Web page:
Left-wing activists made multiple false and misleading claims on Thursday following President Donald Trump’s White House Coronavirus Task Force press briefing in which the president commented on new scientific findings from the Department of Homeland Security (DHS).
To understand Trump’s remarks, it’s important to first understand the full context of what was said at the press briefing.
Bill Bryan, Under Secretary for Science and Technology at DHS, said at the press briefing, “Our most striking observation to date is the powerful effect that solar light appears to have on killing the virus, both surfaces and in the air. We’ve seen a similar effect with both temperature and humidity as well, where increasing the temperature and humidity or both is generally less favorable to the virus.”
Bryan talked about the half-life of the coronavirus on surfaces like door handles and stainless steel surfaces, saying that when they “inject” UV rays into the mix along with high temperatures and increased humidity that the virus dies quickly.
“The virus does not survive as well in droplets of saliva, and that’s important because a lot of testing being done is not necessarily being done, number one, with the COVID-19 virus and number two, in saliva or respiratory fluids,” Bryan continued. “And thirdly, the virus dies the quickest in the presence of direct sunlight under these conditions.”
Half-life of SARS-CoV-2 in saliva droplets:
Virus does not last long in high temperature, humidity & sunlight. pic.twitter.com/etTru48iTE
— Ryan Maue (@RyanMaue) April 23, 2020
Bryan continued by noting that DHS also tested if certain types of disinfectant could kill the coronavirus.
“We’ve tested bleach, we’ve tested isopropyl alcohol on the virus, specifically in saliva or in respiratory fluids, and I can tell you that bleach will kill the virus in five minutes,” Bryan said. “Isopropyl alcohol will kill the virus in 30 seconds, and that’s with no manipulation, no rubbing. Just bring it on and leaving it go. You rub it and it goes away even faster.”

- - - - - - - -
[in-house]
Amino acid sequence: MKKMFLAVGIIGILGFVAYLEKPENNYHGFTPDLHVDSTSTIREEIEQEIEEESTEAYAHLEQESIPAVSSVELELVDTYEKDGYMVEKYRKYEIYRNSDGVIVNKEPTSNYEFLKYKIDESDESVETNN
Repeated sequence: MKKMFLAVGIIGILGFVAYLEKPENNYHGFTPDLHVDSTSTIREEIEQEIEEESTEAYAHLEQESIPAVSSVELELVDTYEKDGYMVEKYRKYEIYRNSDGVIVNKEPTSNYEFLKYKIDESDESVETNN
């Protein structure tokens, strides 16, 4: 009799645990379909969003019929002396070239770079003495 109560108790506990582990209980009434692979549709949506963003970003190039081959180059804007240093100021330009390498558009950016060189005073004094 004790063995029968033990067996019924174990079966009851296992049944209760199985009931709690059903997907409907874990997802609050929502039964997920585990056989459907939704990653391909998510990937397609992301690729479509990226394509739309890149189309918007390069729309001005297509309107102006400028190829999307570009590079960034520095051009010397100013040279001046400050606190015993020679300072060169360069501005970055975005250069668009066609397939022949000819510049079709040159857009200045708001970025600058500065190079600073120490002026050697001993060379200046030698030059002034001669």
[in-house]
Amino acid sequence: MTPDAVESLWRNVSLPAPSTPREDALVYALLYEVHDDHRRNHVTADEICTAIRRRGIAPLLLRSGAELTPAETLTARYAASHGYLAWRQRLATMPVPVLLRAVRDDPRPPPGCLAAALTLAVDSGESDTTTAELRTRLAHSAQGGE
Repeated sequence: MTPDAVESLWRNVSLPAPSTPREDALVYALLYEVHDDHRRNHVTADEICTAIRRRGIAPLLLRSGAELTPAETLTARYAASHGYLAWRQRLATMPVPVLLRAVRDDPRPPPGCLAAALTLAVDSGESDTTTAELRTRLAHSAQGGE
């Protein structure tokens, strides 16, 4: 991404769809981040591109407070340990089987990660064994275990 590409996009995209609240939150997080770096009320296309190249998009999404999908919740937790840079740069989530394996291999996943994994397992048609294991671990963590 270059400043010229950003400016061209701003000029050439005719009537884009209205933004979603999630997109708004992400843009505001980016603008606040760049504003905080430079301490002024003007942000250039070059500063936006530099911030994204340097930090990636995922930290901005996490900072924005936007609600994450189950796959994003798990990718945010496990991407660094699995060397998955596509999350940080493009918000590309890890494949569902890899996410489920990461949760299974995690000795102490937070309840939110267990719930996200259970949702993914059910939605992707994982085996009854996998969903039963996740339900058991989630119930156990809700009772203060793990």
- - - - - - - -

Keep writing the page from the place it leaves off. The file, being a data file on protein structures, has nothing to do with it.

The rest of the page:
Bryan added, “We’re also looking at other disinfectants, specifically looking at the COVID-19 virus in saliva.”
Immediately following these remarks, Trump said:
So, I’m going to ask Bill a question that probably some of you are thinking of if you’re totally into that world, which I find to be very interesting. So, supposing when we hit the body with a tremendous, whether it’s ultraviolet or just very powerful light, and I think you said that hasn’t been checked, but you’re going to test it. And then I said supposing you brought the light inside the body, which you can do either through the skin or in some other way. And I think you said you’re going to test that too. Sounds interesting. And then I see the disinfectant, where it knocks it out in a minute, one minute. And is there a way we can do something like that by injection inside or almost a cleaning? Because you see it gets in the lungs and it does a tremendous number on the lungs, so it’d be interesting to check that, so that you’re going to have to use medical doctors with, but it sounds interesting to me. So, we’ll see, but the whole concept of the light, the way it kills it in one minute. That’s pretty powerful.
A few moments later, ABC News reporter Jon Karl asked Bryan, “The president mentioned the idea of a cleaner, bleach and isopropyl alcohol emerging. There’s no scenario where that could be injected into a person, is there?”
“No, I’m here to talk about the finds that we had in the study,” Bryan responded. “We don’t do that within that lab at our labs.”
Trump then clarified his remarks: “It wouldn’t be through injections, you’re talking about almost a cleaning and sterilization of an area. Maybe it works, maybe it doesn’t work, but it certainly has a big affect if it’s on a stationary object.”
Trump later raised the possibility of whether UV rays could kill the coronavirus if it was on a person’s skin, in particular if it were on their hands.
“If they’re outside, right, and their hands are exposed to the sun, will that kill it as though it were a piece of metal or something else?” Trump asked.
“I don’t want to say it will at the same rate because it’s a non-porous surface, but what we do know is that we looked at the worst case scenario and the virus lives longer on non-porous surfaces,” Bryan responded. “So porous surfaces, it doesn’t live quite as long, so in theory what you said is correct.”
Left-wing activist Chris D. Jackson wrote that Trump had “urged Americans to inject themselves with disinfectant.”
Tonight the far left seems more upset about a report suggesting a former Treasury Secretary is advising @JoeBiden on economic policy than the fact that @realDonaldTrump urged Americans to inject themselves with disinfectant.
This is our political reality in a nutshell.
— Chris D. Jackson (@ChrisDJackson) April 24, 2020
Jake Maccoby, a former speech writer for the Obama Justice Department, wrote on Twitter that Trump had “told people to drink bleach.”
Trump downplayed the virus then called for rebellion then told people to drink bleach, maybe it's time to stop taking his press conferences live
— Jake Maccoby (@jdmaccoby) April 23, 2020
Others have repeated the false claims.
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